Life Is Hot for Kerry Washington
BY Ross von Metzke
June 26 2009 12:00 AM ET
In an industry that loves to pigeonhole talent, good luck putting Kerry Washington into a box. Since making her motion picture debut in Save the Last Dance and rising to fame with her critically acclaimed performance in Ray, the actress, now 32, has gone gay on film twice, dabbled in comedy with the Wayans brothers, played the tortured wife of Ugandan dictator Idi Amin in The Last King of Scotland, and faced off with the Fantastic Four.
Now, always one for a challenge, she tackles her heaviest role to date -- Marybeth, the male-to-female transsexual, heroin-addicted prostitute she plays to perfection in Life Is Hot in Cracktown. From her walk to her talk, Washington nails the part -- and it's a sure sign her best roles have yet to come.
Washington sat down with Advocate.com to talk about the film, her time on the road stumping for Obama and how she found her femininity in paying trans.
Advocate.com:I have to say, after seeing Life Is Hot in Cracktown, I'm really looking forward to this -- you were superb.Kerry Washington: Oh, my God, thank you.
Am I right that you were the first person to sign on to this movie? I've heard that rumor -- it sounds familiar. I can't dispute it, but I'm not exactly sure [ laughs ].
Well, hey, it sounds good, so run with it. Right?
What drew you to playing Marybeth -- I have to say, that's a challenging character, and one I think a lot of actors would likely run away from. It's one of those really funny, weird, I guess hopefully meant-to-be situations. I had an agent who fell in love with the project. She encouraged me to read it and I read it and was terrified. [ Laughs ] I sort of have a history of saying that I'm drawn to work that challenges me. I have, unfortunately, said that publicly a lot. So she sent me on this interview and I went to meet with Buddy [Giovinazzo, the director] feeling a bit nervous and ambivalent and not really sure what he wanted to do but knowing that I was really drawn to the writing. He was very honest with me and said that he wasn't sure that I could do it. He really wanted for Marybeth to be a realistic trans woman and that he didn't want to distract from the argument -- could this woman really be a trans woman? Having me play the role he thought might cost the film some of its authenticity, which clearly is the most important part of the film.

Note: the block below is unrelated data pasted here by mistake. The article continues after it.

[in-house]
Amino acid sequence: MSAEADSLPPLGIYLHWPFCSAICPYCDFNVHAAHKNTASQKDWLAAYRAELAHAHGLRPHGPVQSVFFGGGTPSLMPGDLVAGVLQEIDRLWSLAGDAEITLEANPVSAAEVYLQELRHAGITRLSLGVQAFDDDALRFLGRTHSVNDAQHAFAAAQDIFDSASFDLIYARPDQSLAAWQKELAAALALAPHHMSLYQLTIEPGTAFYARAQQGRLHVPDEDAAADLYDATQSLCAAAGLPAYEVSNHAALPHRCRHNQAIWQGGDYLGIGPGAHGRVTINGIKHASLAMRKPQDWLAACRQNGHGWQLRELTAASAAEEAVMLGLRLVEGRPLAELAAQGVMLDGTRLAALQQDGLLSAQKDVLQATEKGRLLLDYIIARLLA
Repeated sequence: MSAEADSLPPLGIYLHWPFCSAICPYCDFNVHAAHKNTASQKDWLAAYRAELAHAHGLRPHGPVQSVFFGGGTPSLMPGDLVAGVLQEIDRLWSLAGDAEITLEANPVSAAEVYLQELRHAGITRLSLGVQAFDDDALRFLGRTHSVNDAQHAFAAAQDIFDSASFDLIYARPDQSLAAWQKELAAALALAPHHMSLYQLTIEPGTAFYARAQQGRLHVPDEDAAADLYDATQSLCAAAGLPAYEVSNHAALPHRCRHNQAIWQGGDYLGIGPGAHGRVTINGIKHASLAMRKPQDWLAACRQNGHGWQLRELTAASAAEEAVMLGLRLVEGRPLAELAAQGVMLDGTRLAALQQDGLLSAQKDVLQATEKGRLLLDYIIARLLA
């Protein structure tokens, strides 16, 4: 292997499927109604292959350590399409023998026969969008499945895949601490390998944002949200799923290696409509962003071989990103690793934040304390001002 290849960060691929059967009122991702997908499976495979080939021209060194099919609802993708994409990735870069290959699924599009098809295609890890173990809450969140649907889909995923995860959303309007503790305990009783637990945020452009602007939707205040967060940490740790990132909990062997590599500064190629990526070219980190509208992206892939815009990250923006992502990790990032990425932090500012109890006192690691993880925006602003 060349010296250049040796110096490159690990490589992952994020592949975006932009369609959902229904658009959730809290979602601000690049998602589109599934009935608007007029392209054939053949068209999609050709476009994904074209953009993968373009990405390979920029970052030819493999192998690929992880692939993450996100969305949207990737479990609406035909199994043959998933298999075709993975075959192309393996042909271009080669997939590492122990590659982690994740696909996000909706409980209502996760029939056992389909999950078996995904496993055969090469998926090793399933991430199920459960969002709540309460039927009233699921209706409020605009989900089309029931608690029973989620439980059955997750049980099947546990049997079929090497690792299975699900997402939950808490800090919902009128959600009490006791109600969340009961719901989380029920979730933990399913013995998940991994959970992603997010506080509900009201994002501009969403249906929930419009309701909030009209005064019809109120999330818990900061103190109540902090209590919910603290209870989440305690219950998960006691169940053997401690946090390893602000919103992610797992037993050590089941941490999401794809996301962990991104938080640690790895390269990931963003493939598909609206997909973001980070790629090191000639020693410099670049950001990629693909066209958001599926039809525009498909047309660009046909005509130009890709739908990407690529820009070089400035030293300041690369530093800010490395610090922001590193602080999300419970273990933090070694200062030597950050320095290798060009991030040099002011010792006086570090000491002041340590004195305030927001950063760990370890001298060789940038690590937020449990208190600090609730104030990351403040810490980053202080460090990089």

Absolutely. So he actually ended up writing me the most beautiful rejection letter I have ever received in my life. I forwarded it to my agent and thought, My God. If ever I have to hear no, this is the way to hear it. But it's that thing -- when you can't have it, then you really want it. I started doing a little research and started forcing him to do some research about trans women and really looking at these women. We both kind of realized that it's more than realistic that I could play this role, because there are trans women in the community who are clearly women. What's challenging about being a trans woman is that you're born a woman yet there's a section of one's biology that betrays that truth. And so there are times when you meet and see trans women who have been graced with the ability to conquer that denial, where you're just very aware of the truth of their identity as women. So we went for it.
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